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Remote N. Waziristan viewed as the ‘epicenter of terrorism’

US prods Pakistan to launch offensive before year’s end

A victim’s relatives grieved after a bomb attack at a Sufi shrine in Pakistan’s Punjab. Islamist militants often target the sect. A victim’s relatives grieved after a bomb attack at a Sufi shrine in Pakistan’s Punjab. Islamist militants often target the sect. (Reuters)
By Kathy Gannon
Associated Press / October 26, 2010

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PESHAWAR, Pakistan — It’s a land of daunting mountains, crisscrossed with rugged paths. Tucked in the valleys, families live a subsistence existence in mud houses secluded behind 10-foot-high walls, cooking over open fires and sleeping under the sky. Dirt poor, uneducated, they know the outside world only through information that comes from a crackling radio.

The wilds of North Waziristan, on Pakistan’s border with Afghanistan, have become a crossroads for terrorism. The United States is pushing Pakistan to mount an offensive there before the year is out, but Pakistan is saying it won’t be rushed.

The chairman of the Joint Chiefs of Staff, Admiral Mike Mullen, has branded North Waziristan the “epicenter of terrorism,’’ and President Obama has said controlling it is key to winning the Afghan war.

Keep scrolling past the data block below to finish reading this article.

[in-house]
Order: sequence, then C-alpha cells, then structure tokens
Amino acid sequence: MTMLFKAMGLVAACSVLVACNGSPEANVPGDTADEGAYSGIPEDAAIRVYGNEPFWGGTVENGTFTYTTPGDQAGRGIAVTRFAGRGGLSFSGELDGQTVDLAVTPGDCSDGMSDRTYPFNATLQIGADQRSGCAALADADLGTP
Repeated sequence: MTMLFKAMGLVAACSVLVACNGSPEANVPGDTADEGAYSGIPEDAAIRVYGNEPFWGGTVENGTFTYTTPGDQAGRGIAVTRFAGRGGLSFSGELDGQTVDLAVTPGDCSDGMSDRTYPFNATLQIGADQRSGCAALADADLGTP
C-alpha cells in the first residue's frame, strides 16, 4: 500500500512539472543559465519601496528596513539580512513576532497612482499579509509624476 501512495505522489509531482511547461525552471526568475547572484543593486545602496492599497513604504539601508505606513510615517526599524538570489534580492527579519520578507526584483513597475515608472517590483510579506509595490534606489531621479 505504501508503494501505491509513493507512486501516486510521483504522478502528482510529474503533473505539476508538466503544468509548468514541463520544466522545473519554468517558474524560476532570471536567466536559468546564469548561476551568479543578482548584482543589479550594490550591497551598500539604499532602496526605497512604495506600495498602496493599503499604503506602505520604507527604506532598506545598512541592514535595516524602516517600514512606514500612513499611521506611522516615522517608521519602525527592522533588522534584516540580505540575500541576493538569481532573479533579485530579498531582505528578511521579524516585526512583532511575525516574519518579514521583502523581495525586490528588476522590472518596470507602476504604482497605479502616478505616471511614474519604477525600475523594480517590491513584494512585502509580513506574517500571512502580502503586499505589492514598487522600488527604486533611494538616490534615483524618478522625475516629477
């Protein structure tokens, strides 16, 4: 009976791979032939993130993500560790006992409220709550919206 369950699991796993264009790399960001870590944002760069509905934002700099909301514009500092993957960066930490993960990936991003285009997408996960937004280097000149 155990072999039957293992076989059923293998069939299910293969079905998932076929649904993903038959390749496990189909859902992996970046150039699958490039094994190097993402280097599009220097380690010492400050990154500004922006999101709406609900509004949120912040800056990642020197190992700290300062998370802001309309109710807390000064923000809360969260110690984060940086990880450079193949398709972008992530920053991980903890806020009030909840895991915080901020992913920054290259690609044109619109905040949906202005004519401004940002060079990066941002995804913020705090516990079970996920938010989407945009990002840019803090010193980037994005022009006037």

In mosques, mullahs tell worshipers that it is their religious duty to fight the US-led forces just over the mountains in Afghanistan.

Villagers open up their homes to would-be fighters and suicide bombers heading across the border to kill coalition troops — or heading the other direction, into Pakistan’s heartland to carry out attacks that have shaken the fragile US-allied government in Islamabad.

The threat is also exported far abroad. Among the thousands of militants holed up in the territory are scores with European or US passports, believed to be planning attacks in Europe and North America.

The arrest of a German in Afghanistan this year revealed a plot hatched in North Waziristan to carry out bloody bombings and shootings in Europe. It was also to North Waziristan that US resident Faisal Shahzad traveled to train in arms and bomb making, before attempting to detonate a car bomb in New York City’s tourist-packed Times Square in May.

Any offensive will be a formidable task.

The army, with 140,000 soldiers deployed elsewhere in the tribal region, has little presence in North Waziristan. At their base in the region’s main town, Miran Shah, they rarely patrol.

Pakistan is also coping with violence in other parts of the country. In central Pakistan yesterday, a bomb planted on a motorcycle exploded at the gate of a famous Sufi shrine in the town of Pakpattan during morning prayers, killing at least five people, officials said.

The blast at the Farid Shakar Ganj shrine in Punjab Province was the latest in a string of attacks targeting Sufi sites in Pakistan. Islamist militants often target Sufis, whose mystical practices clash with their hard-line interpretation of Islam.

The dead from yesterday’s blast included at least one woman, said Maher Aslam Hayat, a senior government official in Pakpattan. At least 13 other people were wounded in the explosion, he said. The bombing significantly damaged nearly a dozen shops on either side of the street outside the shrine.

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